Dielectric Relaxation of Bound Water versus Soil Matric Pressure

The electrical permittivity of soil is a function of the water content, which facilitates water content measurements. The permittivity of soil is also a function of the frequency of the applied electric field. This frequency dependence can be described by the relationship between the dielectric relaxation frequency and the activation enthalpy of the water, which in turn is related to the soil matric pressure. The activation enthalpy or soil matrix pressure is a measure of the binding forces acting on a water molecule in the soil matrix.

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SMAP (Soil Moisture Active Passive) Handbook: Mapping Soil Moisture and Freeze/Thaw from Space

Soil moisture is a primary state variable of hydrology and the water cycle over land. In diverse Earth and environmental science disciplines, this state variable is either an initial condition or a boundary condition of relevant hydrologic models. Applications such as weather forecasting, skillful modeling and forecast of climate variability and change, agricultural productivity, water resources management, drought prediction,  flood area mapping, and ecosystem health monitoring all require information on the status of soil moisture.

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The NOAA Hydrometeorology Testbed Soil Moisture Observing Networks: Design, Instrumentation, and Preliminary Results

The NOAA Hydrometeorology Testbed (HMT) program has deployed soil moisture observing networks in the watersheds of the Russian River and the North Fork (NF) of the American River in northern California, and the San Pedro River in southeastern Arizona. These networks were designed to serve the combined needs of the hydrological, meteorological, agricultural, and climatological communities for observations of soil moisture on time scales that range from minutes to decades.

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The effects of fire on the thermal stability of permafrost in lowland and upland black spruce forests of interior Alaska in a changing climate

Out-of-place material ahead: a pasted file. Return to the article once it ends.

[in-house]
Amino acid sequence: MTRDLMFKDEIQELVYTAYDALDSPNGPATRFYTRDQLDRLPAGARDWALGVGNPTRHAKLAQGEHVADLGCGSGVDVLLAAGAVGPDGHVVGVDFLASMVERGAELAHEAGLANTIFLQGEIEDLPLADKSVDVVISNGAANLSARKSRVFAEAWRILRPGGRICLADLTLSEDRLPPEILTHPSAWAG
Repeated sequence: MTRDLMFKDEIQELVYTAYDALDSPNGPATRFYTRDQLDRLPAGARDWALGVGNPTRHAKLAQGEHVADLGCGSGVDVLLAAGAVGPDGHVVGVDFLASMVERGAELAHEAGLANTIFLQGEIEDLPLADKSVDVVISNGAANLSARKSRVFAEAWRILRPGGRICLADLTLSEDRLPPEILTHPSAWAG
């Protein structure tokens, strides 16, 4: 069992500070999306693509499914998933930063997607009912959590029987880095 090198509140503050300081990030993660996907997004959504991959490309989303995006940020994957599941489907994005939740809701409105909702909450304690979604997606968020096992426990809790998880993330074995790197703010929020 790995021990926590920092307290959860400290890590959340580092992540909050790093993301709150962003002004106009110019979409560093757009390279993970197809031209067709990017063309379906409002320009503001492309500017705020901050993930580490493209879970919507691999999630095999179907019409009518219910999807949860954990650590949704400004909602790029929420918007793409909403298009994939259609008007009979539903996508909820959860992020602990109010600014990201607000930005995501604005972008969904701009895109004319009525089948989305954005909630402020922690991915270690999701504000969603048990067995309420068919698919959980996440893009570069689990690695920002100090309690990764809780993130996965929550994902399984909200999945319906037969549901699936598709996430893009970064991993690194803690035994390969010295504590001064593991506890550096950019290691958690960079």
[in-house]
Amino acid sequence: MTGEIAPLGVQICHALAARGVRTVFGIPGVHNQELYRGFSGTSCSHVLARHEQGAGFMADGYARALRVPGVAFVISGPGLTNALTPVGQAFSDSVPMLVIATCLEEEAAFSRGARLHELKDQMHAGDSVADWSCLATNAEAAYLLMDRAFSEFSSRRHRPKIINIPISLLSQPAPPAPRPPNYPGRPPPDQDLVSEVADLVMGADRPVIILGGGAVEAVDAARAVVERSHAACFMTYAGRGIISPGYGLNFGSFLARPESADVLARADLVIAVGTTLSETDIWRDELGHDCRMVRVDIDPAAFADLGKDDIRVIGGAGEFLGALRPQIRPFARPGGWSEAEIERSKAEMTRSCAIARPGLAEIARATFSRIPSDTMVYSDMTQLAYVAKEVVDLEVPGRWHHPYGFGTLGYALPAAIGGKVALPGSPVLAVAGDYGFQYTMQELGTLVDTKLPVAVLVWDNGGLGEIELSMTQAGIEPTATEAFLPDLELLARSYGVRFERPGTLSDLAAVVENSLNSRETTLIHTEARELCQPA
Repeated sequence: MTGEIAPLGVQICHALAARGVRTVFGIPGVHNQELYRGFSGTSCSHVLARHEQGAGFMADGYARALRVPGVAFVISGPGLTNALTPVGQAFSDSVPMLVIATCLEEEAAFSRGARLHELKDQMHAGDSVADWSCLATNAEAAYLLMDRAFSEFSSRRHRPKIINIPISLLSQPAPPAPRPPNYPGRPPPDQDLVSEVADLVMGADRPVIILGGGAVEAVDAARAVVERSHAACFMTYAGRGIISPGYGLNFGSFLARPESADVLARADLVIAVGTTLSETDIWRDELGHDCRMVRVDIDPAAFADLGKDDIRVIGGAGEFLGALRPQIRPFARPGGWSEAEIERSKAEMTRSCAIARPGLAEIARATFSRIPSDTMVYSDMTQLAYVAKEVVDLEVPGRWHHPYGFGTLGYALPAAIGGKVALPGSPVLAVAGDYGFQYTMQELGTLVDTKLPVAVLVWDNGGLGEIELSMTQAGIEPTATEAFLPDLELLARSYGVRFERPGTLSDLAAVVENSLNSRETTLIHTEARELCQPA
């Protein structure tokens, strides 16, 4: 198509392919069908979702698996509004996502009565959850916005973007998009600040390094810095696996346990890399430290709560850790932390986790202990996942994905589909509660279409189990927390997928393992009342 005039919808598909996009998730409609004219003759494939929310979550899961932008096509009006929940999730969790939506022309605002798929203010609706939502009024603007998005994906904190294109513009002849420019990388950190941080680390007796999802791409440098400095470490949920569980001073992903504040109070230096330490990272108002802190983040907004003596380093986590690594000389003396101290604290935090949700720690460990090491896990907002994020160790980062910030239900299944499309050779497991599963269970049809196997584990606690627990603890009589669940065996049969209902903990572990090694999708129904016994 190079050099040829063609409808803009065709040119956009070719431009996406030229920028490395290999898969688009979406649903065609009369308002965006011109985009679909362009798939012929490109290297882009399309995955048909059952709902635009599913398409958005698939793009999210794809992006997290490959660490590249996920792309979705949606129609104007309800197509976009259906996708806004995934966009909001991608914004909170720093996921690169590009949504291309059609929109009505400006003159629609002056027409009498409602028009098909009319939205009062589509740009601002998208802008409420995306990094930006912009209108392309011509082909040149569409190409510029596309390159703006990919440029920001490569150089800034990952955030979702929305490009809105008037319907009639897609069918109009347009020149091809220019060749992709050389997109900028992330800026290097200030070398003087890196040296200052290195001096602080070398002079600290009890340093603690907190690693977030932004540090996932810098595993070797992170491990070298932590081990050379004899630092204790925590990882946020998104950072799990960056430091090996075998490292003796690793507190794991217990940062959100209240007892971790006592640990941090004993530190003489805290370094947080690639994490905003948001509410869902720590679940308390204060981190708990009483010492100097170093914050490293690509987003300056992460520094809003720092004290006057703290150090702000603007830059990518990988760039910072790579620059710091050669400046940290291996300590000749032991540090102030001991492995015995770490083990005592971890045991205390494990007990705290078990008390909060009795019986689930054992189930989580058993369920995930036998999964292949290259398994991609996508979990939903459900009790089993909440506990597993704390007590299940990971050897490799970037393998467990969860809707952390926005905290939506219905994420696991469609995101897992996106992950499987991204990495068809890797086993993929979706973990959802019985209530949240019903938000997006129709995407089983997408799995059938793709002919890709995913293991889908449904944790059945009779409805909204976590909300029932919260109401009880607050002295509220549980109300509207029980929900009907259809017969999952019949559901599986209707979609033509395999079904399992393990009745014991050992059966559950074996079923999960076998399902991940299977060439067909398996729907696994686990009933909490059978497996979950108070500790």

Fire is an important factor controlling the composition and thickness of the organic layer in the black spruce forest ecosystems of interior Alaska. Fire that burns the organic layer can trigger dramatic changes in the underlying permafrost, leading to accelerated ground thawing within a relatively short time. In this study, we addressed the following questions. (1) Which factors determine post-fire ground temperature dynamics in lowland and upland black spruce forests? (2) What levels of burn severity will cause irreversible permafrost degradation in these ecosystems?

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ENSO–cave drip water hydrochemical relationship: a 7-year dataset from south-eastern Australia

Speleothems (cave deposits), used for palaeoenvironmental reconstructions, are deposited from cave drip water. Differentiating climate and karst processes within a drip-water signal is fundamental for the correct identification of palaeoenvironmental proxies and ultimately their interpretation within speleothem records. We investigate the potential use of trace element and stable oxygen-isotope (δ18O) variations in cave drip water as palaeorainfall proxies in an Australian alpine karst site.

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McMaster Mesonet soil moisture dataset: Description and spatio-temporal variability analysis

This paper introduces and describes the hourly, high-resolution soil moisture dataset continuously recorded by the McMaster Mesonet located in the Hamilton-Halton Watershed in Southern Ontario, Canada. The McMaster Mesonet consists of a network of time domain reflectometer (TDR) probes collecting hourly soil moisture data at six depths between 10 cm and 100 cm at nine locations per site, spread across four sites in the 1250 km2 watershed. The sites for the soil moisture arrays are designed to further improve understanding of soil moisture dynamics in a seasonal climate and to capture soil moisture transitions in areas that have different topography, soil and land cover. The McMaster Mesonet soil moisture constitutes a unique database in Canada because of its high spatio-temporal resolution.

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